What is Putin doing? What does the fate of Crimea mean for Europe? What is the role of the EU in relation to Russia? Is Russia’s aggression a good thing? Is Russia trying to regain its Cold War territory? We will consider these seminal questions at this event.
Wednesday, March 15, 3:00 pm.
Policy Lab, Perry World House, University of Pennsylvania.
Rudra Sil is Professor of Political Science at Penn and the SAS Director of the Huntsman Program in International Studies & Business. His research and teaching interests encompass comparative politics, international relations, Russian/post-communist studies, Asian studies, labor politics, development studies, qualitative methodology, and the philosophy of the social sciences. He is author of Managing ‘Modernity’: Work, Community, and Authority in Late-Industrializing Japan and Russia (2002) and Beyond Paradigms: Analytic Eclecticism in the Study of World Politics (2010), coauthored with Peter Katzenstein. He specializes in comparative labor politics, institutional analysis, development studies, Russia/post communist sitdues, and Asian studies.
Philip Nichols is a professor of Legal Studies and Buisiness Ethics at the University of Pennsylvania. He recieved his AB from Harvard, and his LMM and JD from Duke University. He has been the recipient for a Fulbright Fellowship, many teaching awards, and a Ralph J Bunche Award for Best International Paper. His research interests include emerging economies, corruption, international trade and investment. Prior to his professorship at Penn, Philip taught at the National University of Mongolia, the Indian School of Buisiness, Korea University in Seoul, and Singapore Management University. He has two forthcoming books on corruption in business, Corruption, Business Law, and business Ethics and Public Sector Corruption and the Private Business Firm.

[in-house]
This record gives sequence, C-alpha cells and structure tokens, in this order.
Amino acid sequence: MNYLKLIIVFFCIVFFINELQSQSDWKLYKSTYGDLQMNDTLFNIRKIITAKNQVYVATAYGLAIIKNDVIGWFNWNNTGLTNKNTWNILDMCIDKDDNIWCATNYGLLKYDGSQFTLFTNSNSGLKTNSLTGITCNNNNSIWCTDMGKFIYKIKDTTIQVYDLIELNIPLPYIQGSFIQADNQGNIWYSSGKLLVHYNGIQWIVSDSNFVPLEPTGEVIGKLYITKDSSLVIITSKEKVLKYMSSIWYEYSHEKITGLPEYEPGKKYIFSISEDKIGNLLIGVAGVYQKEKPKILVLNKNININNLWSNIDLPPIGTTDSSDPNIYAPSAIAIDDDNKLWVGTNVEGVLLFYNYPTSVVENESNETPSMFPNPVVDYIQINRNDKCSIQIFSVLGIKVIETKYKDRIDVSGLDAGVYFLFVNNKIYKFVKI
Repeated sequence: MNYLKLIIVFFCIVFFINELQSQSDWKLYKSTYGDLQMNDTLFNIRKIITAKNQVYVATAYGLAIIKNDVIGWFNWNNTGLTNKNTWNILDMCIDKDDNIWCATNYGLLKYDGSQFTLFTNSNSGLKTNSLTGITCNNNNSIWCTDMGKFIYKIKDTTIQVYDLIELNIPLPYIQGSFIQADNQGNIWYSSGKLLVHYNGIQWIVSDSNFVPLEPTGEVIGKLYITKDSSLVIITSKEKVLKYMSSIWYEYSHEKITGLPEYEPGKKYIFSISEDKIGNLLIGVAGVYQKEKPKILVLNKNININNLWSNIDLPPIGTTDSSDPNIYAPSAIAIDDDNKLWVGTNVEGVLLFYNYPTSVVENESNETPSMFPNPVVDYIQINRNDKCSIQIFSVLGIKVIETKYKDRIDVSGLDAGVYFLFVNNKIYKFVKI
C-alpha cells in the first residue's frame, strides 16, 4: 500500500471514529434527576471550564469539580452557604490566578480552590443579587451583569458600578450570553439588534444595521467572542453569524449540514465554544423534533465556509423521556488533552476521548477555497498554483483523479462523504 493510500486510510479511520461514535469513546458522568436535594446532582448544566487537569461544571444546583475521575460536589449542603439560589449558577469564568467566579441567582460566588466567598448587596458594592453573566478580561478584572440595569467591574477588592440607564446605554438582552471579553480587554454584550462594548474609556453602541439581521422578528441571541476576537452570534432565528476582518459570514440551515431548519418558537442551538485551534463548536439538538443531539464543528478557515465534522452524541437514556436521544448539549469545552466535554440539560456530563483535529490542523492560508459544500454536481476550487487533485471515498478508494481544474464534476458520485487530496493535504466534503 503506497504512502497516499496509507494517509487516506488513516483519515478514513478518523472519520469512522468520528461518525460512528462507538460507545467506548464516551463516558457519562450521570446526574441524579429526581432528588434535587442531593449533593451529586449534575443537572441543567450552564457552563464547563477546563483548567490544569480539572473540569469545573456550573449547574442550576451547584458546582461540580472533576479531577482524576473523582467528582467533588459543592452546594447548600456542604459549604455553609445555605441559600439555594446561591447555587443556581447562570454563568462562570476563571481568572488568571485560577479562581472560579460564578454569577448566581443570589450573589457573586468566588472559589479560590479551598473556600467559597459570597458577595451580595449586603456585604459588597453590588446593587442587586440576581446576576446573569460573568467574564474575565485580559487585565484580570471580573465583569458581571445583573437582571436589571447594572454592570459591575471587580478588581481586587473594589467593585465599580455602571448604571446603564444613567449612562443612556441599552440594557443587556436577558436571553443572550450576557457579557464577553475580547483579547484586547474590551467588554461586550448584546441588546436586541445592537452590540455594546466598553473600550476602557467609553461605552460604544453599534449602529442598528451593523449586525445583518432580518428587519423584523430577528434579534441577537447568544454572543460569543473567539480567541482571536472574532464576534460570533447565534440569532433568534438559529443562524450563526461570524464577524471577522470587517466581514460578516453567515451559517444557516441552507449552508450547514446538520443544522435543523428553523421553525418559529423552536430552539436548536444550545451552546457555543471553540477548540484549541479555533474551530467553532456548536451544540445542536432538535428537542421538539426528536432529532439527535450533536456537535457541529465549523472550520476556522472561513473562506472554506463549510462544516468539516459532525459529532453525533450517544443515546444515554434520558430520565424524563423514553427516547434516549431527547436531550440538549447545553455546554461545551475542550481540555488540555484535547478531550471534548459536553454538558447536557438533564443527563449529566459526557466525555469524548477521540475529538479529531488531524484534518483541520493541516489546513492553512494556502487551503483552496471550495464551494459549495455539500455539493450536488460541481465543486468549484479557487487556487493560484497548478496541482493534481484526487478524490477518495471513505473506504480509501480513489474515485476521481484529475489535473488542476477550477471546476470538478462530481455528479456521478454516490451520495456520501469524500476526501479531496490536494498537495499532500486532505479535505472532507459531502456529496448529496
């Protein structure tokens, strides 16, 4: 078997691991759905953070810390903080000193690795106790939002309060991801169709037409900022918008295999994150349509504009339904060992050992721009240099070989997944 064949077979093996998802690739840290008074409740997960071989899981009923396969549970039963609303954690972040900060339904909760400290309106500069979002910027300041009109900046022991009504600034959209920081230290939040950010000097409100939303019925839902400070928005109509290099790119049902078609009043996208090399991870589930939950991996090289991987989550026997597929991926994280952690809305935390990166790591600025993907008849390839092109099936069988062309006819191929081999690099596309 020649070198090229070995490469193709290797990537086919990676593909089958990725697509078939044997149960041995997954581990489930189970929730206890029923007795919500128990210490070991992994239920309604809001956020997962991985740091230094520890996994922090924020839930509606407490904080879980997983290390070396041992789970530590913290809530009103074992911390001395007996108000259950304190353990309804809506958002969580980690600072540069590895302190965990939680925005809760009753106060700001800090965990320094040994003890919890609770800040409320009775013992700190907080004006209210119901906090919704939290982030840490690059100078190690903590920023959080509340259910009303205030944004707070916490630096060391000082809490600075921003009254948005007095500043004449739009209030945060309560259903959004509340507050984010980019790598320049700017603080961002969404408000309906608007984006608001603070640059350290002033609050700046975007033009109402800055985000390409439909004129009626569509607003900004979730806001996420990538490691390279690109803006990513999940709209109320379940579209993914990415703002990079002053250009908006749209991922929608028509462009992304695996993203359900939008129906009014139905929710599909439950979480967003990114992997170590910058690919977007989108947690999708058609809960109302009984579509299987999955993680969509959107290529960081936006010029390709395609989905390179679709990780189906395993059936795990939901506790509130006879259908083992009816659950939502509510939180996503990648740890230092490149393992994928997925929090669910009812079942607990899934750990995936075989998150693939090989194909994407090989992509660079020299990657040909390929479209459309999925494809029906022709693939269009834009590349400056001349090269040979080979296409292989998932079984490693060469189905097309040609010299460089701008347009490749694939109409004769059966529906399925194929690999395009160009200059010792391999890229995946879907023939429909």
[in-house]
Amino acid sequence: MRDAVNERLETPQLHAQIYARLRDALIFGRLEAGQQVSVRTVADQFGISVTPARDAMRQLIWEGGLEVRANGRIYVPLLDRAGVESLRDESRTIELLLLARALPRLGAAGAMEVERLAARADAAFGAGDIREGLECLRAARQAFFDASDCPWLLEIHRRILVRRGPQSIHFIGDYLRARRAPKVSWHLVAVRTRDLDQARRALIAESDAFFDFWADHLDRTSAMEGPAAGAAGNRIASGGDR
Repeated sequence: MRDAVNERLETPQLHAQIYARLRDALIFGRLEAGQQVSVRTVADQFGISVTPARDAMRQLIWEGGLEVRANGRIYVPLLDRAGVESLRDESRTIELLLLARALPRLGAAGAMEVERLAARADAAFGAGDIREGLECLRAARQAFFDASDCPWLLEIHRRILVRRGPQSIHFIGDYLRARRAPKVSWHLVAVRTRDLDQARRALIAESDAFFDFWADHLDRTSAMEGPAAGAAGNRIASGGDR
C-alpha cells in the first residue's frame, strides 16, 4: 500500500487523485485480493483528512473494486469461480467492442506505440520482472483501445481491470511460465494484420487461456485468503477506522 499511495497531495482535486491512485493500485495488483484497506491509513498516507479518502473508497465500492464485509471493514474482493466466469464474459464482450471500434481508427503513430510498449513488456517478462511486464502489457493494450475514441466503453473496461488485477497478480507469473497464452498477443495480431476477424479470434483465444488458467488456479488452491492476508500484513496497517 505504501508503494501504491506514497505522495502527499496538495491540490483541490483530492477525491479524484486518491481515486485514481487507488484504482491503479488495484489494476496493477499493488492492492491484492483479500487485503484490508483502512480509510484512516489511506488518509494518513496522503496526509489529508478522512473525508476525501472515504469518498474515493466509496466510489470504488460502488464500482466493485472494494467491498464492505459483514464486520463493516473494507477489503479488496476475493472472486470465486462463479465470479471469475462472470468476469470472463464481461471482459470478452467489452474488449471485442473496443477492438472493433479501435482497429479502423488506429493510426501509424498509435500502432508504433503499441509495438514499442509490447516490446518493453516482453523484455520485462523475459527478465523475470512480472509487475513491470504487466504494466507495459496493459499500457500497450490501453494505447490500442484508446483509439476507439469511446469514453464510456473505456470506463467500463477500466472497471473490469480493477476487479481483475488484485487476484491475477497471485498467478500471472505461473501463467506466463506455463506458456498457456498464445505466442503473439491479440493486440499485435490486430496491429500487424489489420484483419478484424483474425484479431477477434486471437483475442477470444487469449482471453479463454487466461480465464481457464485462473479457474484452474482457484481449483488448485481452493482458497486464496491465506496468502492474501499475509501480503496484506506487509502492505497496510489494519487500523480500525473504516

Mitchell Orenstein is a scholar of international politics focusing on the political economy of transition in Central and Eastern Europe, pension privatization worldwide, and the role of policy paradigms in economic reform. His research lies at the intersection of comparative politics, international political economy, and global public policy, employing a problem-driven research approach based on asking big, policy-relevant questions and answering them through carefully designed, in-depth field research. His book Roma in an Expanding Europe: Breaking the Poverty Cycle, co-authored with Dena Ringold and Erika Wilkens, is a seminal study of Roma poverty, sociology, and public health. It won the Voter’s Choice Award for the most innovative analytical and advisory activity and the World Bank Europe/Central Asia Knowledge Fair in 2004. He most recently appeared as a discussant at our European Neoliberalism event.